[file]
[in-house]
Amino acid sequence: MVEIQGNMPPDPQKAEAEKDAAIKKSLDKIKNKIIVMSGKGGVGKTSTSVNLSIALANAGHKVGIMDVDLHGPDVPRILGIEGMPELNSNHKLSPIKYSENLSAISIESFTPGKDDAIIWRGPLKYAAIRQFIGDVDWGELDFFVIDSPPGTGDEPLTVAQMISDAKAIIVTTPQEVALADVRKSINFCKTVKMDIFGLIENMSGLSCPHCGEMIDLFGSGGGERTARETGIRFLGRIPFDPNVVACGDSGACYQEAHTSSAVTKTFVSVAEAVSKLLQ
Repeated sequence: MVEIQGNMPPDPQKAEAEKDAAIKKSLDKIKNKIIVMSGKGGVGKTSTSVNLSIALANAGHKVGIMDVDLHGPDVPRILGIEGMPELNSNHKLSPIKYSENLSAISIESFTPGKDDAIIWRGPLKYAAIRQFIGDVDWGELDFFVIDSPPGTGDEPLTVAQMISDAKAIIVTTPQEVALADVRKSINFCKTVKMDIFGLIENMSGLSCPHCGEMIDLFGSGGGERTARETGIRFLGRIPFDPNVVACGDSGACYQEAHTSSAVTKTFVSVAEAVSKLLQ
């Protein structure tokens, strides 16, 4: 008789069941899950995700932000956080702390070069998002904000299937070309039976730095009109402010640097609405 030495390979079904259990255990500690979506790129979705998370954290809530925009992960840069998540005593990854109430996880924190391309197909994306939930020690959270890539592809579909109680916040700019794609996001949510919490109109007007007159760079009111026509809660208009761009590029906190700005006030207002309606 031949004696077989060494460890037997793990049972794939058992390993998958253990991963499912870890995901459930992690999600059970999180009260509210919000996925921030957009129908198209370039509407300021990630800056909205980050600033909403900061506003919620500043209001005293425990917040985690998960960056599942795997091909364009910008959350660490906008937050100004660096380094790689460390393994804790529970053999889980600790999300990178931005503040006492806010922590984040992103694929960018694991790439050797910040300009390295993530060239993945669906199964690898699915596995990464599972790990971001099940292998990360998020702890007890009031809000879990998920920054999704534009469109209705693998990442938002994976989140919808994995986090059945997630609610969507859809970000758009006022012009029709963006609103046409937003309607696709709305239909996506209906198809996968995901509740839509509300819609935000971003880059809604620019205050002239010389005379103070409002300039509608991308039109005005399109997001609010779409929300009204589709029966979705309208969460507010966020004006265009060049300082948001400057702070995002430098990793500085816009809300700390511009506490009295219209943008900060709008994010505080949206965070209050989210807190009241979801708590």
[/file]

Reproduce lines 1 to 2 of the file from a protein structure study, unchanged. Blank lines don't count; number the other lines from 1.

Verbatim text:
[in-house]
Amino acid sequence: MVEIQGNMPPDPQKAEAEKDAAIKKSLDKIKNKIIVMSGKGGVGKTSTSVNLSIALANAGHKVGIMDVDLHGPDVPRILGIEGMPELNSNHKLSPIKYSENLSAISIESFTPGKDDAIIWRGPLKYAAIRQFIGDVDWGELDFFVIDSPPGTGDEPLTVAQMISDAKAIIVTTPQEVALADVRKSINFCKTVKMDIFGLIENMSGLSCPHCGEMIDLFGSGGGERTARETGIRFLGRIPFDPNVVACGDSGACYQEAHTSSAVTKTFVSVAEAVSKLLQ